Aldo R. Boccaccini is Professor of Biomaterials and Head of the Institute of Biomaterials at the University of Erlangen-Nuremberg, Germany. He is also visiting Professor at Imperial College London, UK. He holds an engineering degree from Instituto Balseiro (Argentina), Dr-Ing. (PhD) from RWTH Aachen University (Germany) and Habilitation from TU Ilmenau (Germany). The research activities of Prof. Boccaccini are in the field of glasses, ceramics and composites for biomedical, functional and/or structural applications. He is the author or co-author of more than 800 scientific papers and more than 20 book chapters and he has edited five books. His work has been cited more than 30,000 times and he was named in the 2014 and 2018 Highly Cited Researcher lists (Clarivate Analytics). Boccaccini has been a visiting professor at different universities around the world, including Japan, Italy, Spain, Slovenia, Netherlands, Singapore, Germany, Argentina, Austria and Poland. His achievements have been recognized with several awards including the Materials Prize of the German Materials Society (DGM) in 2015. Boccaccini is the editor-in-chief of the journals Materials Letters and Biomedical Glasses, he serves in the editorial board of more than 10 international journals. In 2015 he was elected member of the Council of the European Society for Biomaterials (ESB) and member of the World Academy of Ceramics. He also serves in the Executive Committee of the Federation of European Materials Societies (FEMS), the Review Panel of the German Science Foundation (DFG) and is an international advisor to the Ministry of Science and Technology of Argentina. He has been member of the Basic Science and Technology Division of the Society of Glass Technology (SGT) for more than 10 years. He was elected Fellow of SGT in 2018.

Aldo R. Boccaccini

Institute of Biomaterials, University of Erlangen-Nuremberg
91058 Erlangen, Germany

Originally developed 50 years ago for applications in contact with bone, e.g. as bone substituting and bone filler materials, bioactive glasses (BGs) are being increasingly considered in the tissue engineering field, being investigated both in bone and soft tissue regeneration approaches. The key property enabling such applications in soft tissue repair, e. g. wound healing, is the ability of BGs to enhance vascularization via the action of ionic dissolution products (biologically active ions) [1, 2]. Silicate, phosphate and borate BGs, also combined with biopolymers forming biodegradable composites, will be discussed based on in vitro and in vivo studies in relation to hard and soft tissue regeneration. A variety of bone tissue scaffolds exhibiting highly interconnected pore structure can be fabricated by the traditional polymer replica technique or by additive manufacturing methods. The relatively low mechanical properties of such (highly porous) scaffolds can be counteract by coating the 3D porous structures with natural or synthetic polymers, so that the scaffolds achieve malleable characteristics. The coating and infiltration of scaffolds by biodegradable polymers will be discussed showing a variety of recent results, which highlight that not only the structural integrity of scaffolds is improved but also the scaffolds become “multifunctional” by the addition of ion doped inorganic nanoparticles, e.g. mesoporous particles, as drug carriers [3]. Moreover in-vivo result demonstrating the vascularisation potential of new bioactive glasses will be discussed. In the emerging field of BGs for soft tissue engineering, an overview of their applications in contact with soft tissues will be presented focusing on our current work on Boron containing BGs (borosilicate and borate glasses) with different degradation behaviour and biological activity for hemostasis and skin repair.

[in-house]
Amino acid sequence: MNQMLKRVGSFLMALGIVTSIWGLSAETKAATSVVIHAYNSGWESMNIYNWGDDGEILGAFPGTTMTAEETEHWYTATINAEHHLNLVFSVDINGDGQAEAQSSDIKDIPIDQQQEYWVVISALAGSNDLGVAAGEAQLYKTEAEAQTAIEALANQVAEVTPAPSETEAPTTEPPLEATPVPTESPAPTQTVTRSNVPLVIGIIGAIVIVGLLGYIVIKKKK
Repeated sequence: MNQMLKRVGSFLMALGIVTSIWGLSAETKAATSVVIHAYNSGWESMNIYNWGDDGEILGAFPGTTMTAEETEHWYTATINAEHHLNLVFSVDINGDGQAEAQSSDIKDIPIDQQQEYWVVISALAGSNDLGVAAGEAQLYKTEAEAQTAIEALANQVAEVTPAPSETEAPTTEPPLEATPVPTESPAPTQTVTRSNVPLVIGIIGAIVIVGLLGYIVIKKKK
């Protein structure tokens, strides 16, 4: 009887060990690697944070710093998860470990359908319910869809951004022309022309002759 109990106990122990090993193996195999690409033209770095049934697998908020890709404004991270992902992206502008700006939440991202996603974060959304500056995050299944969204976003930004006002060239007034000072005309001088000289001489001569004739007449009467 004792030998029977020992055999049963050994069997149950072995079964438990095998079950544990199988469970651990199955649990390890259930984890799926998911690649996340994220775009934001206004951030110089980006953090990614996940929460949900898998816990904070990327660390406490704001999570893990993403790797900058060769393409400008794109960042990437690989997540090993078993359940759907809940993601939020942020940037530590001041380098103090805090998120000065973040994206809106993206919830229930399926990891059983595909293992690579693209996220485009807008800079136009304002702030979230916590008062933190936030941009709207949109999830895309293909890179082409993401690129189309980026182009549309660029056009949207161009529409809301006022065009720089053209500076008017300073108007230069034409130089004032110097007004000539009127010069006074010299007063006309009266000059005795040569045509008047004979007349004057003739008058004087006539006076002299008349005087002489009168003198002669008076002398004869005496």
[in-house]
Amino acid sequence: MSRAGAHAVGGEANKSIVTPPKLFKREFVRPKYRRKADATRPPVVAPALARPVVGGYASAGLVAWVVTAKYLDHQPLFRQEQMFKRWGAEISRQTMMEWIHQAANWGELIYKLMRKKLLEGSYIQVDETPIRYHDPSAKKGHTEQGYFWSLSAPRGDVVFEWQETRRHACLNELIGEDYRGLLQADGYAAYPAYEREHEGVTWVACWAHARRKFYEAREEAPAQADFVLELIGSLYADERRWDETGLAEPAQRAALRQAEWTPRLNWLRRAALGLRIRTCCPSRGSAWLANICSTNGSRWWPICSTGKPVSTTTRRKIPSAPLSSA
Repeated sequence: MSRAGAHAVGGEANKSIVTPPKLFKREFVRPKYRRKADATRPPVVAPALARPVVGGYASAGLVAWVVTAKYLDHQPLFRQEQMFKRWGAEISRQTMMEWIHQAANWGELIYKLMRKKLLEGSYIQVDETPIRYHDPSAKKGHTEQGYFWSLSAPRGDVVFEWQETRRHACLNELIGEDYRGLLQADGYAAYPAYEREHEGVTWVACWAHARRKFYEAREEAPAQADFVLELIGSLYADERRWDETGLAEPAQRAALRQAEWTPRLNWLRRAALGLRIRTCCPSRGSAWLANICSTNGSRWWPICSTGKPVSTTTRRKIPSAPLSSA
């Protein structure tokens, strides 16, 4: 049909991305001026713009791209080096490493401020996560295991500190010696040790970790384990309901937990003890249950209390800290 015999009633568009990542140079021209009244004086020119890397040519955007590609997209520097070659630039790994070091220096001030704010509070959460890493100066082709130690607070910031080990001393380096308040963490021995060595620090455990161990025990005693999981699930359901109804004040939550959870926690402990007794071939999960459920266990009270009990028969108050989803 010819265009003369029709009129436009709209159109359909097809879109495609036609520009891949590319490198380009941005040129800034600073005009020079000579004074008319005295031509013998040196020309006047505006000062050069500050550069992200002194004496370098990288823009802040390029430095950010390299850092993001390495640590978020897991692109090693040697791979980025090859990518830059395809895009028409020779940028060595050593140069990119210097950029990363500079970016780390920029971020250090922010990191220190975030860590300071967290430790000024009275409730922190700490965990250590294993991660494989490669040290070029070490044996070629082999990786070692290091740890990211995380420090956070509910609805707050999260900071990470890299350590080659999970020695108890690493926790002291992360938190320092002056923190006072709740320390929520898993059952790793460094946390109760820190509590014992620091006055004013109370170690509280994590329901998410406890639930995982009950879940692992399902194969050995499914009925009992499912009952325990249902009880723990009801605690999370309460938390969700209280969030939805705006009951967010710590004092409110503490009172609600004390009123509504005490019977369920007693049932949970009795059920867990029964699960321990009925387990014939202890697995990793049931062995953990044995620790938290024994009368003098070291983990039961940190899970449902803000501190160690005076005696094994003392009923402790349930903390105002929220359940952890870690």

[1] V. Miguez-Pacheco, et al., Bioactive glasses beyond bone and teeth: emerging applications in contact with soft tissues, Acta Biomaterialia 13 (2015) 1-15.
[2] V. Mourino, et al., Enhancing biological activity of bioactive glass scaffolds by inorganic ion delivery for bone tissue engineering, Curr. Op. Biomed. Eng.10 (2019) 23-34.
[3] E. Boccardi, et al., Uniform surface modification of 3D Bioglass®-based scaffolds with mesoporous silica particles (MCM-41) for enhancing drug delivery capability, Frontiers in Bioengineering and Biotechnology 3 (2015) 177.